Verrier Elwin, one of the most interesting Englishmen to have worked in India this century, came to his adopted country when he was only 25. A few years later, he moved to a tribal village in the heart of India. He lived most of the rest of his life among the tribals of India, whom he loved and worked for, and about whom he wrote beautifully, intensely and extensively.
His friend, W.G. Archer, who was in the Indian Civil Service before becoming a curator at the Victoria and Albert Museum, had asked about Elwin: "What makes a man change his nationality, abjure civilization, and, in the upshot, become a blend of Schweitzer in Africa and Gauguin in Tahiti?" That question cannot be answered, but it prompts curiosity about his life.
Elwin was born the son of an Anglican bishop. He graduated from Merton College, Oxford, with a first in English literature and won a scholarship to support his degree, which the family tradition directed to be in theology. A doctorate in divinity had prepared him to be ordained as a priest, but his associations and interests had turned Elwin, while at Oxford, into a mild Indophile, with his heart turned wistfully towards Tagore and Gandhi. At a Students' Christian Movement meeting, which Elwin had attended at Stanwick, he met J.C. Winslow, who had come back from India to recruit young men for his Christian mission. Winslow, a product of Eton and Balliol, had gone to India to spread the gospel, and was so awed by the astonishing richness of Hindu spiritual and cultural heritage and ideas that he thought that Jesus could "take all those elements that were of permanent value and bring them to a richer completion".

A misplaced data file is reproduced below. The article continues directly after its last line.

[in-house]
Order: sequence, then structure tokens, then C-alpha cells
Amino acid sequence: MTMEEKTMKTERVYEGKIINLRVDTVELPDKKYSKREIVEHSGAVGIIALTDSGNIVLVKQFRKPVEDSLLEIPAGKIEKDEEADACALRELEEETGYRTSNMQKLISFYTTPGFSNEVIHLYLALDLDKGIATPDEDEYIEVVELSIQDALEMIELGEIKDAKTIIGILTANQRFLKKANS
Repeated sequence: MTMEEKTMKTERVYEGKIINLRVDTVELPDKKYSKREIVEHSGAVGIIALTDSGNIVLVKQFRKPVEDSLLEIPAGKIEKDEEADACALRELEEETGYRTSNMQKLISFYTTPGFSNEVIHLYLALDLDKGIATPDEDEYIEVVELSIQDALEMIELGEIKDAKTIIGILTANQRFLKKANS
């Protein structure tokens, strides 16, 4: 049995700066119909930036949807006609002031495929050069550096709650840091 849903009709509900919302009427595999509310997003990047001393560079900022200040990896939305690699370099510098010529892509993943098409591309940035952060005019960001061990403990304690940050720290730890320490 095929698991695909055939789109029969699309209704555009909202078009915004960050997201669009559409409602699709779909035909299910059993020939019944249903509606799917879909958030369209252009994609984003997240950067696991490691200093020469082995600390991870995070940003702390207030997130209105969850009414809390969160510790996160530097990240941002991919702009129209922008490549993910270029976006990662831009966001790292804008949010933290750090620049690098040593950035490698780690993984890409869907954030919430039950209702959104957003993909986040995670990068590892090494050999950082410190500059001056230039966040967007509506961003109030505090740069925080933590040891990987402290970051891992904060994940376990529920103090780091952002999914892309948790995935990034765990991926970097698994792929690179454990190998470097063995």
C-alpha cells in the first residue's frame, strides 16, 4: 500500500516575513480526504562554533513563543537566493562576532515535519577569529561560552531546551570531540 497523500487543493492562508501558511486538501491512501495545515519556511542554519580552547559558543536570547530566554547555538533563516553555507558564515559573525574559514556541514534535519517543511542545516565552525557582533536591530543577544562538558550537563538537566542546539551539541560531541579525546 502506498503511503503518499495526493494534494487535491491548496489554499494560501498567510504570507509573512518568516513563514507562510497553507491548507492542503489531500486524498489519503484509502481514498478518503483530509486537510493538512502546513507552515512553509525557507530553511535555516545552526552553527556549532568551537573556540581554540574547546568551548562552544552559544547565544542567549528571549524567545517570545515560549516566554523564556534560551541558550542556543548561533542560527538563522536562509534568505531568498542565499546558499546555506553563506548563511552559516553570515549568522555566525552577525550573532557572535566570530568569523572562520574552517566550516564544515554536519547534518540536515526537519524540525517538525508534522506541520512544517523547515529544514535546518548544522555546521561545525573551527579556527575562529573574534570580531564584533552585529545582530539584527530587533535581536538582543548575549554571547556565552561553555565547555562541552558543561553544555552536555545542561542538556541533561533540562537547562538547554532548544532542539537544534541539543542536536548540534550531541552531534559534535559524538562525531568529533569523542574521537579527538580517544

Elwin was already looking eastwards and was easily seduced into joining Winslow's Christa Seva Sangha, which drew its inspiration from the traditional ashram ideal of the Hindus, as reinterpreted and actualised by Gandhi's ashram at Sabarmati, a centre of abstinent and religious life, dedicated to the service of the poor.
After a view years of living in the tradition of service to the church and in compliance with the Gandhian ascetic ideals, Elwin felt impelled to break all links with his past. He decided to work among the lively, sensuous, forest-dwelling tribals - materially the poorest of the poor in India, but blessed with a capacity to endure much and enjoy life fully.
They were rich in their capacity to love, in their sensitivity to beauty, in their delightful songs and dances, and in their ability to make fine, strong and beautiful things.
Elwin had not planned on anything other than being of service to these people when he and his lifelong volunteer colleague, Shamrao Hivale, moved to a Gond tribal village in Central India to have their own ashram. The events that followed - shifting their base deeper into the forests, establishing a home for lepers there, doing research work among the tribals as a friend and helper, practicing a "philanthropology" that brought with it a need to defend the tribals against all external aggressions, cultural or economic,and writing volumes about them - appear, with the benefit of hindsight, to be Elwin's unfolding destiny, as were his becoming an Indian citizen, receiving one of the country's highest honours, and becoming a friend and advisor to Jawaharlal Nehru.
Elwin had begun his work in India as a very unusual Christian missionary with Gandhian leanings, unacceptable both to the British Raj and to his own church in India. He soon became disenchanted with the pretentious aspects of Indian spirituality and with Gandhian puritanism and self-righteousness. India's "primitive" tribals won his heart, eventually; and he gave his brilliant mind and devoted his enormous energies, towards helping them, writing about them and defending their rights and their waysof life.
His beginnings were those of an earnest, somewhat uncertain and self-doubting but deeply religious man, and, although he later rejected all formal religions, he never could choose any other than a selfless, dedicated way of life. But the roles he took on were always nonconformist. Consequently, he had to fight powerful opposition and persecution from organized, conventional people all his life.
Although Elwin was able, in his lifetime, to have some influence on India's policies towards its tribal peoples, one fears that, with time, much of what he lived and stood for is in danger of being ignored, misunderstood or forgotten.Courtesy: Sunil Janah on Guhas book
This great man was born on 29th August......remembering him on his birth anniversary